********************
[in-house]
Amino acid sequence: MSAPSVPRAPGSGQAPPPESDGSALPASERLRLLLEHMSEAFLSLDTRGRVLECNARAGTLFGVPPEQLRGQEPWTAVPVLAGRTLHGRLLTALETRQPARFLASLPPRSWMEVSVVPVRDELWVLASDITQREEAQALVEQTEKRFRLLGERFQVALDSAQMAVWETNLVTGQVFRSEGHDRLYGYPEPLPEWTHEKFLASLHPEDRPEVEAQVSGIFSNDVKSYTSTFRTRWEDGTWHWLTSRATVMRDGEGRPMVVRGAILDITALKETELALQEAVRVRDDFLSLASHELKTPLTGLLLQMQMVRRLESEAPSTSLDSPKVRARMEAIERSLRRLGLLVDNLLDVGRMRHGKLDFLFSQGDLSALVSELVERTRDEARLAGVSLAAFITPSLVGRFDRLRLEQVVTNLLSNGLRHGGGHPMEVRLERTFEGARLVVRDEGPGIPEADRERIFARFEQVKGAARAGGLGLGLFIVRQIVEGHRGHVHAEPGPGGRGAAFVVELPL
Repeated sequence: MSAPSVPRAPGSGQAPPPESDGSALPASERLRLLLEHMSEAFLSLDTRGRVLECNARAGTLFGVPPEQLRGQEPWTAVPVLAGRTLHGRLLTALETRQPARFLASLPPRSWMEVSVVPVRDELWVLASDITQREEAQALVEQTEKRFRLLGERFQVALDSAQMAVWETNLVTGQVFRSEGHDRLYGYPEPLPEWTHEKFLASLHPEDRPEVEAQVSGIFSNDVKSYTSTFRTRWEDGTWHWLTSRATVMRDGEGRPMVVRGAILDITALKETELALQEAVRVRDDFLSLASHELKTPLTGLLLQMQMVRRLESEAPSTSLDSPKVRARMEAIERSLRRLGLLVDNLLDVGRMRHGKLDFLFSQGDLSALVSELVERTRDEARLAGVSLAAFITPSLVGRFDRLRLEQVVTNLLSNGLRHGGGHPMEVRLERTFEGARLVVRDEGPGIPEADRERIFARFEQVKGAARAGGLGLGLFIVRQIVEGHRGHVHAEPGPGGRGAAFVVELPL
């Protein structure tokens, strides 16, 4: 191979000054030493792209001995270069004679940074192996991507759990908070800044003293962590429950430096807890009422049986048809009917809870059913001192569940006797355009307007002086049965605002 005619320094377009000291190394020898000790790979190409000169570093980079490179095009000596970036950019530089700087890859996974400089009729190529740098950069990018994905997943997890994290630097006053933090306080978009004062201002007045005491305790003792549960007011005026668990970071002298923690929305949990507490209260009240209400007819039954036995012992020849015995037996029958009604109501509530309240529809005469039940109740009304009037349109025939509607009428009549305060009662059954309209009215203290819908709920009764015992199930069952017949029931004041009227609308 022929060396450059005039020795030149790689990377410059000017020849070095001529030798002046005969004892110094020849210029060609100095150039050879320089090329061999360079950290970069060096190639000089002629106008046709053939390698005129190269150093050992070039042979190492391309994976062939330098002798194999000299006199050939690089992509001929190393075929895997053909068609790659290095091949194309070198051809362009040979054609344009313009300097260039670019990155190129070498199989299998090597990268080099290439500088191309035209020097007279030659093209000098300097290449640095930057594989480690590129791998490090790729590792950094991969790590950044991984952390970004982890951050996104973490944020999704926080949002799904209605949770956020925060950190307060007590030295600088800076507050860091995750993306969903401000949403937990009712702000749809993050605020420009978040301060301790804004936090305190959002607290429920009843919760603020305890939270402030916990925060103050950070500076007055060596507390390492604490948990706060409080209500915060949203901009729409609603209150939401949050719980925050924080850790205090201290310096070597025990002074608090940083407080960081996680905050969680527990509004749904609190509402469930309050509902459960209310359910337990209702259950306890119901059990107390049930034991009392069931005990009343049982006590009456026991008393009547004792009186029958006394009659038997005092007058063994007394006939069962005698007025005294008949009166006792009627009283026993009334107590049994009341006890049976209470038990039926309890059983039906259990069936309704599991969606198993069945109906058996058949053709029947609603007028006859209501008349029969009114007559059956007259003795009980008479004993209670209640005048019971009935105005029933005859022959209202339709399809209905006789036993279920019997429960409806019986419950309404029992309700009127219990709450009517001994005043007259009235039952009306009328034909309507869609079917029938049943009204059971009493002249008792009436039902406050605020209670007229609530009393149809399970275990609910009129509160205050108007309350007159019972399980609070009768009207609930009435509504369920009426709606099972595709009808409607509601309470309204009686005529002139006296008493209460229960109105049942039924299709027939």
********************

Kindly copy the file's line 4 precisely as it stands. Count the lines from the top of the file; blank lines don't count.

């Protein structure tokens, strides 16, 4: 191979000054030493792209001995270069004679940074192996991507759990908070800044003293962590429950430096807890009422049986048809009917809870059913001192569940006797355009307007002086049965605002 005619320094377009000291190394020898000790790979190409000169570093980079490179095009000596970036950019530089700087890859996974400089009729190529740098950069990018994905997943997890994290630097006053933090306080978009004062201002007045005491305790003792549960007011005026668990970071002298923690929305949990507490209260009240209400007819039954036995012992020849015995037996029958009604109501509530309240529809005469039940109740009304009037349109025939509607009428009549305060009662059954309209009215203290819908709920009764015992199930069952017949029931004041009227609308 022929060396450059005039020795030149790689990377410059000017020849070095001529030798002046005969004892110094020849210029060609100095150039050879320089090329061999360079950290970069060096190639000089002629106008046709053939390698005129190269150093050992070039042979190492391309994976062939330098002798194999000299006199050939690089992509001929190393075929895997053909068609790659290095091949194309070198051809362009040979054609344009313009300097260039670019990155190129070498199989299998090597990268080099290439500088191309035209020097007279030659093209000098300097290449640095930057594989480690590129791998490090790729590792950094991969790590950044991984952390970004982890951050996104973490944020999704926080949002799904209605949770956020925060950190307060007590030295600088800076507050860091995750993306969903401000949403937990009712702000749809993050605020420009978040301060301790804004936090305190959002607290429920009843919760603020305890939270402030916990925060103050950070500076007055060596507390390492604490948990706060409080209500915060949203901009729409609603209150939401949050719980925050924080850790205090201290310096070597025990002074608090940083407080960081996680905050969680527990509004749904609190509402469930309050509902459960209310359910337990209702259950306890119901059990107390049930034991009392069931005990009343049982006590009456026991008393009547004792009186029958006394009659038997005092007058063994007394006939069962005698007025005294008949009166006792009627009283026993009334107590049994009341006890049976209470038990039926309890059983039906259990069936309704599991969606198993069945109906058996058949053709029947609603007028006859209501008349029969009114007559059956007259003795009980008479004993209670209640005048019971009935105005029933005859022959209202339709399809209905006789036993279920019997429960409806019986419950309404029992309700009127219990709450009517001994005043007259009235039952009306009328034909309507869609079917029938049943009204059971009493002249008792009436039902406050605020209670007229609530009393149809399970275990609910009129509160205050108007309350007159019972399980609070009768009207609930009435509504369920009426709606099972595709009808409607509601309470309204009686005529002139006296008493209460229960109105049942039924299709027939």